Dublin Bus unions call off weekday strikes at eleventh hour
DUBLIN buses will run tonight, tomorrow and Wednesday after unions called of strikes at eleventh hour talks to end the dispute over a pay rise.
The National Bus and Rail Union (NBRU) confirmed that it has suspended the 48 hour stoppage in order to engage in intensive discussion to settle the dispute.
However, Saturday's strike that will take place on the day of the All-Ireland replay between Dublin and Mayo is still set to go ahead unless there is progress at talks.
General Secretary of the NBRU, Dermot O'Leary, said his union was placing its trust in the Workplace Relations Commission by suspending the 48-hour strike.
“In agreeing to suspend our member’s industrial action we are placing our trust in the WRC and its assessment, following its separate exploratory discussions with Dublin Bus, that significant progress can be achieved over the next number of days in order to find a resolution to this dispute,” he said.
“The onus is now very much on Dublin Bus to come to the negotiating table and step up to the plate to go significantly beyond what has already been rejected by all of the staff.”
He said the company must work with the unions to achieve a satisfactory resolution of the dispute.
“Falling short is simply not an option for commuters and staff alike," he said.
Earlier, the main unions at the semi-state company indicated they would call off the work stoppages company agreed in principle to give a pay rise above 8.25pc.
The National Bus and Railworkers Union and Siptu have been at talks since 2pm to end the disruptive dispute as 13 more days of strikes are planned.
They attended negotiations at the Workplace Relations Commission following a weekend invitation in a bid to end the disruptive dispute that has already halted services for six days.
Officials at the Workplace Relations Commission were racing against the clock to reach an agreement that would prompt unions to call off strikes.
There was a very short window for talks as they began at 2pm, while services were due to stop at 9pm ahead of tomorrow’s strike.
Speaking outside the Workplace Relations Commission after the talks, Mr O'Leary said unions would enter intense discussions over the next few days to find a resolution to the dispute.
"There is a dispute set for next Saturday which we have not been asked to postpone, and we're not going to postpone," he said.
"There's an opportunity for the employer to come back to the table with the support of those in the department. They will need that support in order to reach a resolution.
"We're quite serious and focused coming in here tomorrow, or however long it takes, to get a resolution to this dispute."
SIPTU Divisional Organiser, Owen Reidy, said the commission had been clear that there was scope to make progress.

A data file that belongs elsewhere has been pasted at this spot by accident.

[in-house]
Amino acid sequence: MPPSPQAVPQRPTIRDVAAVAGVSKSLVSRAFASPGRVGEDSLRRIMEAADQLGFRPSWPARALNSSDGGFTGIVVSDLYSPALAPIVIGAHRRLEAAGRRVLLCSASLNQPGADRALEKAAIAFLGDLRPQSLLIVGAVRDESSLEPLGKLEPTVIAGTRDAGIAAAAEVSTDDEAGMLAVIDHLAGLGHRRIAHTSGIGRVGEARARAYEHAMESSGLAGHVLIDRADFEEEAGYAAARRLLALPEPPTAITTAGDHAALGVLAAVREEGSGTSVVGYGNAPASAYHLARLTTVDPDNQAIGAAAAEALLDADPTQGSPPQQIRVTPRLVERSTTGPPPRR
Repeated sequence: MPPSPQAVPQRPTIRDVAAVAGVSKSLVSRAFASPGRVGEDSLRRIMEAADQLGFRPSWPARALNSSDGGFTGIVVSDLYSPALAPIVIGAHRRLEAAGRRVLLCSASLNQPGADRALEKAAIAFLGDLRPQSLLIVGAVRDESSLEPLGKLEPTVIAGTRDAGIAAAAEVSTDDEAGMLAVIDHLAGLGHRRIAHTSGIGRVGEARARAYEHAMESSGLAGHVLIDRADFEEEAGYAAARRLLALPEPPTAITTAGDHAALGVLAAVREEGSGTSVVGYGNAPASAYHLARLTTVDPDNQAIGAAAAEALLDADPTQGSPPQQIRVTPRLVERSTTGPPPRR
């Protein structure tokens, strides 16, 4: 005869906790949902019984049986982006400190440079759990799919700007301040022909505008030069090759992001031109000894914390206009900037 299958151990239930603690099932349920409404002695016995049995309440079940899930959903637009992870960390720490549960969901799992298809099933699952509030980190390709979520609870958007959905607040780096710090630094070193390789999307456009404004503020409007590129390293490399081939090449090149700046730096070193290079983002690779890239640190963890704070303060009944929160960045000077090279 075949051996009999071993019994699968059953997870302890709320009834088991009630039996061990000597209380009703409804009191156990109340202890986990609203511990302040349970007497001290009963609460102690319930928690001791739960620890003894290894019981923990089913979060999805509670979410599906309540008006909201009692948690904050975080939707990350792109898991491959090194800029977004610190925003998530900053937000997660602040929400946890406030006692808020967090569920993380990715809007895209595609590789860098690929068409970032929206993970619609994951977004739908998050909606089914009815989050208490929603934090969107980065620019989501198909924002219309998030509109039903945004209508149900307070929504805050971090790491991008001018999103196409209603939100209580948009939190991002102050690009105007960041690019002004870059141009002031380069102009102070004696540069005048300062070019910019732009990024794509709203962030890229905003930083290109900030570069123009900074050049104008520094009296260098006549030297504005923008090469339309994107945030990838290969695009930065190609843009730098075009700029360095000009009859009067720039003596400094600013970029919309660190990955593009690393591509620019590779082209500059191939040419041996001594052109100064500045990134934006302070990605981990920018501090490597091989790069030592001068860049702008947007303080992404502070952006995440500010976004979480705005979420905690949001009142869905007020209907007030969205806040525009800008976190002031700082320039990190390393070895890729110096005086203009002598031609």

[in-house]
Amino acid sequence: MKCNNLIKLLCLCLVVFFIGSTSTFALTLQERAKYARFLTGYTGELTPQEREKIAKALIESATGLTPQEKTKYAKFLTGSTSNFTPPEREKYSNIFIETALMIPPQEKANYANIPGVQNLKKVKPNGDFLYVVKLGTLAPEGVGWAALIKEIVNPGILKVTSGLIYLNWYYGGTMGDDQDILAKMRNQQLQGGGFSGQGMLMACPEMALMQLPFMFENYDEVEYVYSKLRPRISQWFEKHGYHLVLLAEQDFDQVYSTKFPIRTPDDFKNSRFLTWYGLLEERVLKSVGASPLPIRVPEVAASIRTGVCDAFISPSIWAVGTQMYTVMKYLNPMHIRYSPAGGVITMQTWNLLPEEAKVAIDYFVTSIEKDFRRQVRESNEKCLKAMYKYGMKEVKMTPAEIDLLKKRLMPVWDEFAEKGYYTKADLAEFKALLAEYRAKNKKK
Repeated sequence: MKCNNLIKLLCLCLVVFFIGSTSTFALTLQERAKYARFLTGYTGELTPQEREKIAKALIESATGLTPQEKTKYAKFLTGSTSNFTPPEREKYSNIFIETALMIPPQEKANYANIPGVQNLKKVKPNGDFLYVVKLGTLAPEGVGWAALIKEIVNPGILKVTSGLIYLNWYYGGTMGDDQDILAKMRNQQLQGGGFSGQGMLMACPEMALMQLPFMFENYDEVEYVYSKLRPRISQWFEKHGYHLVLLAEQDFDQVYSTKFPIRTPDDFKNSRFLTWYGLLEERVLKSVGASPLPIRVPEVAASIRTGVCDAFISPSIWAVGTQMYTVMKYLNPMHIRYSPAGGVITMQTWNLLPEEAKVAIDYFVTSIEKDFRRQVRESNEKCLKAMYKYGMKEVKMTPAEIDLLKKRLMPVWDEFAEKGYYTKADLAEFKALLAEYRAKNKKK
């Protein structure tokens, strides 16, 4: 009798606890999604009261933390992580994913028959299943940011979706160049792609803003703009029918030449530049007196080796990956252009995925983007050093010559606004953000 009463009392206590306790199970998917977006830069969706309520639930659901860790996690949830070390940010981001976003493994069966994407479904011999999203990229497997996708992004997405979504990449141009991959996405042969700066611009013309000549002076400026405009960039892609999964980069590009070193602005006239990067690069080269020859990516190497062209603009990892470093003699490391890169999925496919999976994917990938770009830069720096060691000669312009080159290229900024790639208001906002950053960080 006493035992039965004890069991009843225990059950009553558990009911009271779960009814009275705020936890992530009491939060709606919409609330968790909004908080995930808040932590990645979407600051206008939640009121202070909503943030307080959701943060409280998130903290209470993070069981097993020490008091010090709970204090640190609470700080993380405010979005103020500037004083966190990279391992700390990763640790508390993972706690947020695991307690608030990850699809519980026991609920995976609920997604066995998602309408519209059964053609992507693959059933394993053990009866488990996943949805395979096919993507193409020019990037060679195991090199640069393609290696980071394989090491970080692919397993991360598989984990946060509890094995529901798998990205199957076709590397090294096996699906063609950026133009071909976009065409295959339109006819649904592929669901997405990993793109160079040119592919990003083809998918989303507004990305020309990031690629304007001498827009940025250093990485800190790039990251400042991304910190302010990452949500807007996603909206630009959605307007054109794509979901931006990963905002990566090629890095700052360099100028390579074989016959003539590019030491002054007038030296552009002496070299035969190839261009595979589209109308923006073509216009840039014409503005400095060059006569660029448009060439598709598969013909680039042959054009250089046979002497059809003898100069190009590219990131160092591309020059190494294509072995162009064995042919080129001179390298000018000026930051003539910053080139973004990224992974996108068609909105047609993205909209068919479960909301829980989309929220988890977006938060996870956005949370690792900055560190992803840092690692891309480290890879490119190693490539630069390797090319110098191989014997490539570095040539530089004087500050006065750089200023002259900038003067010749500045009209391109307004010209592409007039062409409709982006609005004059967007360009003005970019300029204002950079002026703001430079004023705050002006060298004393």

"All of the five unions have been very clear the only way we can make progress (is) if we can improve upon what was rejected," he said.
"We are happy the WRC has made this initiative and we are very happy the workers will be able to work tomorrow and the travelling public will not be discommoded."
However, he said he would sound a word of caution.
"We have a couple of days to try and fix this," he said. "The other dates that all of the unions have put in the diary remain, starting from Saturday, but our earnest wish is that we don't have to invoke that."
He said there is a responsibility on Dublin Bus to come to the table and make an improvement on an 8.25pc pay rise over three years.
"There's a window of opportunity now, we just hope that Dublin Bus management use it," he said.
"There's a crisis here that it seems others have sleep-walked into.
"It's up to the government to allow Dublin Bus management to do what needs to be done here."
When asked if the company is willing to negotiate an improvement, he responded:
"We hope that's the case, we've always said were prepared to negotiate and compromise and be flexible, and we'd expect the employer to do likewise.
"We made it very clear to the officials in the WRC that we expect that if a set of proposals were to emerge, to get the acceptance of our people, there would have to be some progress on that, and they came back saying they felt there was scope for negotiation.
"We will ultimately find that out in the next 48 (to) 72 hours. Like all these things you have to try and be hopeful.
"To quote the Minister, we won't be a soft touch, but we are prepared to bargain and comprise and we hope the employer is prepared to do likewise. Because unless that happens, this thing will get worse and everybody will suffer.
"We want to use the next few days to try and be creative and engage meaningfully with the employer.
"I do hope though the Government effectively allows the company to negotiate...the government are not a silent actor here, they are responsible ultimately for the funding of public transport.
"Something more fundamental needs to happen in the next two to three days to stave off further action. We hope no further action is needed, we hope everybody comes to the table with clean hands and prepared to work together in partnership.
"I would imagine most people and most observers would say that if the trade unions and the management, with the assistance of the WRC, can't resolve this dispute in the next three days, I think people would question whether we can resolve it at all."
Meanwhile, Transport Minister Shane Ross released a statement welcoming the decision of Dublin Bus drivers to defer strike action.
The statement read: "He is cognisant of the relief this will bring to the travelling public, businesses and all those who have been adversely affected by the recent strikes.
"He appreciates the role played by the WRC in facilitating these negotiations and hopes that all sides are given the appropriate space to arrive at a solution that is fair and achievable."